Universal Life Insurance

    Universal life (UL) insurance is similar to whole life insurance with a couple of important distinctions. The premiums and death benefit can be changed after the policy has been issued, and interest is credited to the cash value based on current interest rates. So, unlike whole life insurance, you don’t know in advance how much the cash value will be worth in the future.

    Universal life insurance is more affordable than whole life insurance, but you may need to increase your premium payment in the future if the cash value doesn’t perform as expected and/or you don’t make sufficient premium payments.

    Indexed Universal Life (IUL) Insurance

    Indexed universal life insurance (IUL) policies are a hybrid type of UL coverage that provide an opportunity to profit from upward swings in a variety of popular stock market indexes, such as the S&P 500. Positive index performance results in the cash value being credited, while negative performance does not result in a cash value loss. The least amount the cash value will be credited is referred to as the floor (for example, when the index experiences a negative return). Most IUL policies have a 0% floor.

    Conversely, gains are limited as well. In fact, insurance companies are innovative when it comes to the complexity of calculations they employ to limit gains. For example, an IUL policy may be subject to one or more (usually “more”) of the following:

    • Participation rate: This is the percentage of index gains that will be credited to the policy. For example, if the index returns 10% and the participation rate is 60%, 6% would be credited).
    • Spread: This rate is deducted from the index’s gains. If the index returns 10% and the spread is 4%, your policy would be credited 6%.
    • Cap: This limits the amount of interest your policy can be credited. If the cap is 6% and the index returns 10%, 6% will be credited to the cash value.

    IUL policies can be an attractive proposition if you want the potential for stock market gains but want to avoid losses. Just be aware that if the index doesn’t perform well enough, interest credited could be insufficient to keep up with policy expenses and your premium could increase.

    Variable Life Insurance

    Variable universal life insurance (VUL) is the most risky type of coverage. Like IUL, it’s typically designed on the chassis of a regular universal life insurance policy. But instead, the cash value is invested directly in the stock market via subaccounts, which are very similar to mutual funds.

    While variable life insurance can be a tax-advantaged way to invest in the stock market, the cash value is not protected from market losses. This means if your investments underperform, you could be required to increase premium payments or the policy could lapse. What’s more is that VUL policies that lapse may result in severe tax consequences.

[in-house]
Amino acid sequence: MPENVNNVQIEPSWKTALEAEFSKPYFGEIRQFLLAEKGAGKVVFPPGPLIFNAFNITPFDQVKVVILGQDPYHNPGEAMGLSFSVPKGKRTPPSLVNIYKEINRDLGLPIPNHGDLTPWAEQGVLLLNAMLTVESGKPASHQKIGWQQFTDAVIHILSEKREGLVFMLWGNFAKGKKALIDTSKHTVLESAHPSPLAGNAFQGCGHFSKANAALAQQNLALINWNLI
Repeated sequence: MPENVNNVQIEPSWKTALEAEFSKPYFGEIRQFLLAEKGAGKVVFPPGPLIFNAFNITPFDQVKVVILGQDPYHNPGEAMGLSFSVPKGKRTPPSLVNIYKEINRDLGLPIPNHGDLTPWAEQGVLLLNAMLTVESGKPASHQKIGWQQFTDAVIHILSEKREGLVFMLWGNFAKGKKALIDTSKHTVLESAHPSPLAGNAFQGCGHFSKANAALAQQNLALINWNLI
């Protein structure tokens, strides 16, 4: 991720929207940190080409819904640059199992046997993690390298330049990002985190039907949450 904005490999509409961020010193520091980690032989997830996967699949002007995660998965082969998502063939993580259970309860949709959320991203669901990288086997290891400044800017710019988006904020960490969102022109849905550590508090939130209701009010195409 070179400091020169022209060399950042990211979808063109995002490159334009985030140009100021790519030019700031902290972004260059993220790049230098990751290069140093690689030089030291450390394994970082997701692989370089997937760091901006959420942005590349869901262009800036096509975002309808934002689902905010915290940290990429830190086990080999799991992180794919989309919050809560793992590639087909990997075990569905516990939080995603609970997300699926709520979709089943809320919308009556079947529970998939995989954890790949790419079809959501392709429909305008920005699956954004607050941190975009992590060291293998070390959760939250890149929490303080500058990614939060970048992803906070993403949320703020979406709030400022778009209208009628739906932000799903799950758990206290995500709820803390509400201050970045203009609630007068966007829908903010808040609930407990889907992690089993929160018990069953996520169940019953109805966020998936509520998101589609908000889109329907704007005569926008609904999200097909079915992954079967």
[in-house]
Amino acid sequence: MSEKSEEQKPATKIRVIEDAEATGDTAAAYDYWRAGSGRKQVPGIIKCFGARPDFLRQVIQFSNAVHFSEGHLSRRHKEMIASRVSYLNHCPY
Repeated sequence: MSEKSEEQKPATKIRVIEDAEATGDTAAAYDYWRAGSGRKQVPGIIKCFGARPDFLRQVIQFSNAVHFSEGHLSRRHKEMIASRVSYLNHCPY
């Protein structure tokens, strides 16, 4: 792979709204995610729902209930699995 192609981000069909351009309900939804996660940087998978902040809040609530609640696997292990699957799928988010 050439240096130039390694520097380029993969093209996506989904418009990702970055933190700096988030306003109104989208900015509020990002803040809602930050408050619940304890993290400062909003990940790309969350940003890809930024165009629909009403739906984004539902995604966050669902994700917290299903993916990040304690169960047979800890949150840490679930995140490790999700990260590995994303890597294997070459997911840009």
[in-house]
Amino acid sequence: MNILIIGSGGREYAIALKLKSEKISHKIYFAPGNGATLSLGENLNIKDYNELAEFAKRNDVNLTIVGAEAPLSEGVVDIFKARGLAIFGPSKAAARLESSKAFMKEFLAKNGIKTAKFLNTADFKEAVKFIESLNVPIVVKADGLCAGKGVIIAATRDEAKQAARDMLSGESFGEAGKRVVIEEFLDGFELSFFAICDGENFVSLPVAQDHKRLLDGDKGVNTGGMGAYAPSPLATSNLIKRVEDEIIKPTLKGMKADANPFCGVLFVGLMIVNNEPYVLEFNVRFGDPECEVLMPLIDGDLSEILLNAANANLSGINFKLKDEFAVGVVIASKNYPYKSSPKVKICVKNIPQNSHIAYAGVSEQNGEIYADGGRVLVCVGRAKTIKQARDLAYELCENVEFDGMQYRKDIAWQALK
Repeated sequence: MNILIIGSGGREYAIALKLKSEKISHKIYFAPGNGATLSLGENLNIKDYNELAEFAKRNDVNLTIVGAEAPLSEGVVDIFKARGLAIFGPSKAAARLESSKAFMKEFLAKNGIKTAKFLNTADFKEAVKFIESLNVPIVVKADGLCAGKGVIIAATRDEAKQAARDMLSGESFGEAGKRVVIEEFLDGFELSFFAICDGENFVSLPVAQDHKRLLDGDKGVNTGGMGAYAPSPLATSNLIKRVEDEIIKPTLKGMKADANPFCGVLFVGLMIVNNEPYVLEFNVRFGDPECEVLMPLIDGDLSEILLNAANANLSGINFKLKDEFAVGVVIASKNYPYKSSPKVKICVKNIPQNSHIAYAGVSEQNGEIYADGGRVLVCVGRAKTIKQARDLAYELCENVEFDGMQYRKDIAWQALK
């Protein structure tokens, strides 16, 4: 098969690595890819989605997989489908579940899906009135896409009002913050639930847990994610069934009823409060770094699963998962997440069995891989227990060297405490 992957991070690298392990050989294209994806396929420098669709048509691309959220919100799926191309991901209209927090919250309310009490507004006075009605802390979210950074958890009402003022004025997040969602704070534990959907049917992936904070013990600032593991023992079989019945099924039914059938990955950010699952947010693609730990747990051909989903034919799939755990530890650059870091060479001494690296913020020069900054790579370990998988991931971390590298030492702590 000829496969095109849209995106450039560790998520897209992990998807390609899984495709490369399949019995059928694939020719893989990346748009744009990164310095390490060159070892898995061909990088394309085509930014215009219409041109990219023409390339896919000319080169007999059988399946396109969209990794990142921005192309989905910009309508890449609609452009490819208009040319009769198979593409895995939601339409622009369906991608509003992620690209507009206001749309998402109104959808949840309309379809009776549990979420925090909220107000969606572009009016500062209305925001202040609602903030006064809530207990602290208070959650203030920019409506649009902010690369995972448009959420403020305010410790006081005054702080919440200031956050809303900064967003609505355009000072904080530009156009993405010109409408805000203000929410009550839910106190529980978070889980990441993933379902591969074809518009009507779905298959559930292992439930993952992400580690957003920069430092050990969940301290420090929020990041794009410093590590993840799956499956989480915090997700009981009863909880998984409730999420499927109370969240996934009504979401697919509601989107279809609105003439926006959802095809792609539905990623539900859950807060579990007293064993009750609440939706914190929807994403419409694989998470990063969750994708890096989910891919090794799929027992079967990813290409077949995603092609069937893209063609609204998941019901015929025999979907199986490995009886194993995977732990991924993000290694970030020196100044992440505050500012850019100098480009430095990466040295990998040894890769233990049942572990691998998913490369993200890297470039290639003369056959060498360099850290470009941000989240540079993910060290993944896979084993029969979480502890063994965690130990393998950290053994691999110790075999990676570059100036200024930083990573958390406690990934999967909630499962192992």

Most people should only invest in variable life insurance if they have sufficient life insurance coverage in place via another policy. Since this is considered an investment product, it can only be sold by life insurance agents that are also licensed to sell securities. Always ask for a prospectus before investing in VUL. It’s best to speak with a financial advisor to be sure an investment in variable life insurance makes sense.

    Burial Insurance (a.k.a. Final Expense and Guaranteed Issue)

    Burial insurance policies are whole life policies designed for older applicants in poor health and don’t require a medical exam. Some policies have a handful of health questions, while others are considered guaranteed issue and do not consider your health at all when determining your rate or approving your application. As a result, these policies are the most expensive, relative to the amount of coverage.

    They also carry a “graded benefit” for two to three years. If you die from natural causes during this time, your beneficiaries will only receive a return of the premiums you paid (usually plus a percentage like 10%). They will not receive the full death benefit unless you die after the graded period is over.

    The minimum age for burial insurance may be as low as 40 years old, but some companies have higher minimum age limits. Final expense policies also have low coverage amounts (typically not more than $35,000) as they are intended to cover the insured person’s final expenses.

    Average Life Insurance Cost

    Term life insurance can cost as little as $13 per month, on average, for a $250,000 30-year policy for a healthy 25-year-old. Or, the same policy could cost around $400 for a 65-year-old smoker. The monthly cost of whole life insurance for the same amount of coverage is over $100 per month for a healthy 25-year-old, and almost $1,000 for a 65-year-old smoker.

    Life insurance companies determine how much you’ll pay through the application process, during which they consider factors such as your age, health, occupation, and location. Older applicants and those in poor health pay the most for life insurance, which is why it often makes sense to apply while you’re young and healthy.